Regarding Telecommunications…(Title IV)
This section requires that all telecommunications in the United States take steps to ensure functionally equivalent services for those with disabilities….when this legislation took effect in 1990 it led to the installation of public teletypewriter machines (TTY) and TDD (telecommunications for the deaf). Title IV led to the creation in all 50 states and the District of Columbia, to what is known as TRS (telecommunication relay services), such as STS relay. Today, many TRS-mediated calls are made over the internet by consumers who use broadband connections.
Miscellaneous Provisions…(Title V)
This provision covers minor and major technicalities and I do not have the expertise to understand all that is considered but it does include an anti-retaliation or coercion provision. Basically, one cannot be threatened, intimidated, coerced, interfered with by requesting accommodations under the ADA or helping someone obtain/request accommodations under the ADA.
The Americans with Disabilities Act had a number of critiques along the way….business owners were not supportive…fearing that the accommodations would be cost prohibitive…religious groups were not supportive….they did not like being labeled ‘public entities’ and this legislation would have required churches to make costly structural changes to ensure access. These challenges prevailed and churches were not labeled ‘public entities’….however, many, many churches have accommodated the disabled on their own….as we would expect them to do…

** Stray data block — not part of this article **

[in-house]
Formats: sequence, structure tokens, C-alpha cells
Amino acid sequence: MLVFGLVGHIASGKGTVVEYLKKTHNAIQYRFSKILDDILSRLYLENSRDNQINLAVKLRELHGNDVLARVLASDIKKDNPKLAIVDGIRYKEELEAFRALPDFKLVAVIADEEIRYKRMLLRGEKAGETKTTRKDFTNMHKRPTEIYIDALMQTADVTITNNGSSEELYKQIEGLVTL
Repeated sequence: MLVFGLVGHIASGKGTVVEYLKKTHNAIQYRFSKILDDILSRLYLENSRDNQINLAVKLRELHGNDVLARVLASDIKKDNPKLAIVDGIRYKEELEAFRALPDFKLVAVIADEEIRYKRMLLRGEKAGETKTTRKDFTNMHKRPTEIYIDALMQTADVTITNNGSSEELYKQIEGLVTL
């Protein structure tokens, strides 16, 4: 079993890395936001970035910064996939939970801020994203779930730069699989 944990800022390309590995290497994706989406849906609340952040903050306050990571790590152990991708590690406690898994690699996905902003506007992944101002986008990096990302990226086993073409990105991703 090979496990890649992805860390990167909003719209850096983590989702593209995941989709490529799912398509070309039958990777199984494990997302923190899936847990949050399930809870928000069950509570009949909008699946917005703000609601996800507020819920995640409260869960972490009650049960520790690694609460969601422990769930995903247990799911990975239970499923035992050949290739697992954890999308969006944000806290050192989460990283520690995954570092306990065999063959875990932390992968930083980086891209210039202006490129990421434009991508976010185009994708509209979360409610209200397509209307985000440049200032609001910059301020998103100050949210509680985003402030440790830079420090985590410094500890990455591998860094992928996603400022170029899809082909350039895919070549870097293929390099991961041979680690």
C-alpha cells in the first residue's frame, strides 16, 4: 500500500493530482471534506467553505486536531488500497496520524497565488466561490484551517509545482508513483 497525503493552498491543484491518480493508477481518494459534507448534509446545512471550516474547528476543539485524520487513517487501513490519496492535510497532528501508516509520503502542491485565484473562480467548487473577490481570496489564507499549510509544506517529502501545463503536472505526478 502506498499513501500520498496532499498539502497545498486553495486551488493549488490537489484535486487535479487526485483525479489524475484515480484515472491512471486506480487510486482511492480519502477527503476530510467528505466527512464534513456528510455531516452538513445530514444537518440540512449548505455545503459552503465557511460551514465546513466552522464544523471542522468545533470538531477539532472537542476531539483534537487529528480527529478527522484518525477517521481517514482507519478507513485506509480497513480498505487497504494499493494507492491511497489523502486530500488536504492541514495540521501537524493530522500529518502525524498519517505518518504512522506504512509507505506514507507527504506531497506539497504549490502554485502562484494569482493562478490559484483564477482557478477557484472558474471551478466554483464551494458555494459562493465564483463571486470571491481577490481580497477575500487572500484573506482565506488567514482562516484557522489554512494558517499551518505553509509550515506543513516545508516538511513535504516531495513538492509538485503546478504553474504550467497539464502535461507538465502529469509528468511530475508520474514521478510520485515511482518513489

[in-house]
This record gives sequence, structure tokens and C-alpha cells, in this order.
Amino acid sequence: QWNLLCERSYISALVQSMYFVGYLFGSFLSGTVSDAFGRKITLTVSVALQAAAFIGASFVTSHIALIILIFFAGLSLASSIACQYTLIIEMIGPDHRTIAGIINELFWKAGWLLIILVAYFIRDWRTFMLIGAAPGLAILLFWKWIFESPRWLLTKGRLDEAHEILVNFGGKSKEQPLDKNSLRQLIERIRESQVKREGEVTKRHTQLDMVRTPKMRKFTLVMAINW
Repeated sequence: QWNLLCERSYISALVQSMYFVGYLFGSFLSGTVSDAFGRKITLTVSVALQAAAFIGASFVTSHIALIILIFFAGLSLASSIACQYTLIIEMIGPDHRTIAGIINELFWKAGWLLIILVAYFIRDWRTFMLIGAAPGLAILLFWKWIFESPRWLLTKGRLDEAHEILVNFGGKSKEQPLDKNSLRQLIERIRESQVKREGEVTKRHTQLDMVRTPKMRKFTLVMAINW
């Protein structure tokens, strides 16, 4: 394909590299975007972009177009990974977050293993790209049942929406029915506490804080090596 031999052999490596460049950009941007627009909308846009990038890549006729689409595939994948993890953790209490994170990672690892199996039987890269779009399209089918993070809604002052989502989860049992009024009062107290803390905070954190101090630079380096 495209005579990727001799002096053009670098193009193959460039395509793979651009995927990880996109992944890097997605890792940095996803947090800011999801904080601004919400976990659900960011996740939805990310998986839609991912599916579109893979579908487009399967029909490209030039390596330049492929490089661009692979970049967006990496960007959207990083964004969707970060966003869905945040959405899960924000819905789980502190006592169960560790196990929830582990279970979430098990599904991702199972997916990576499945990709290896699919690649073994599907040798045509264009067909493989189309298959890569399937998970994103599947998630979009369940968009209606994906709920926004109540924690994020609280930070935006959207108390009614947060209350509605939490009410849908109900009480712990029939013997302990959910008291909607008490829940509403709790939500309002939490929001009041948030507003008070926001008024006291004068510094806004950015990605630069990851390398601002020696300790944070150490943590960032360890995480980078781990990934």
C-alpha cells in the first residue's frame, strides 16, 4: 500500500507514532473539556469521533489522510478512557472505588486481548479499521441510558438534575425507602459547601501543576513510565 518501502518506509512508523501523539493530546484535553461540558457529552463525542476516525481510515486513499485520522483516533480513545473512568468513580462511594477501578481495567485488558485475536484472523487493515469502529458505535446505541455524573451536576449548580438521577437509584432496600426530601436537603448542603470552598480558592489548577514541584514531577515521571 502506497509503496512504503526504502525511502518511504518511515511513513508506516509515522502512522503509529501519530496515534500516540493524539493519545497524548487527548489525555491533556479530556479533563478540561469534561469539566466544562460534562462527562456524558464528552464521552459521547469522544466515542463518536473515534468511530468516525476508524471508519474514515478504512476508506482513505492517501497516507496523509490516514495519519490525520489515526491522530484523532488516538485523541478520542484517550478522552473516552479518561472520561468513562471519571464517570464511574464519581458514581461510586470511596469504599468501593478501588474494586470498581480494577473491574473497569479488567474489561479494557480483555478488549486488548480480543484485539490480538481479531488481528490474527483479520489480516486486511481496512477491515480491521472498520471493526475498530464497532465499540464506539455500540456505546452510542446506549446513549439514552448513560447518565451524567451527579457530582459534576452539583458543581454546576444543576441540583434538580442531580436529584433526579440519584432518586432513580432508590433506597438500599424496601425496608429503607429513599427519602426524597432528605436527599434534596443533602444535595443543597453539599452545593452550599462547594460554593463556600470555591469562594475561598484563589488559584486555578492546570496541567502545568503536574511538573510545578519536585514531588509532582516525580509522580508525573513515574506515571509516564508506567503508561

Back to Employment Provisions….want to clarify what needs to be done up front and how a job application is to be handled:
Under the law, an employer may not ask disability-related questions and may not conduct medical examinations until after it makes a conditional job offer to the applicant.3 This helps ensure that an applicant's possible hidden disability (including a prior history of a disability) is not considered before the employer evaluates an applicant's non-medical qualifications.
An employer may not ask disability-related questions or require a medical examination pre-offer even if it intends to look at the answers or results only at the post-offer stage. Although employers may not ask disability-related questions or require medical examinations at the pre-offer stage, they may do a wide variety of things to evaluate whether an applicant is
qualified for the job, including the following:
Employers may ask about an applicant's ability to perform specific job functions. For example, an employer may state the physical requirements of a job (such as the ability to lift a certain amount of weight, or the ability to climb ladders), and ask if an applicant can satisfy these requirements.
Employers may ask about an applicant's non-medical qualifications and skills, such as the applicant's education, work history, and required certifications and licenses.
Employers may ask applicants to describe or demonstrate how they would perform job tasks.
Once a conditional job offer is made, the employer may ask disability-related questions and require medical examinations as long as this is done for all entering employees in that job category. If the employer rejects the applicant after a disability-related question or medical examination, investigators will closely scrutinize whether the rejection was based on the results of that question or examination.
This has been a very cursory overview of the ADA….shortly, I will have a VLOG available for viewing and one can, of course, contact me at any time at firstname.lastname@example.org or by calling the SCB Services, LLC office at 484-798-1236.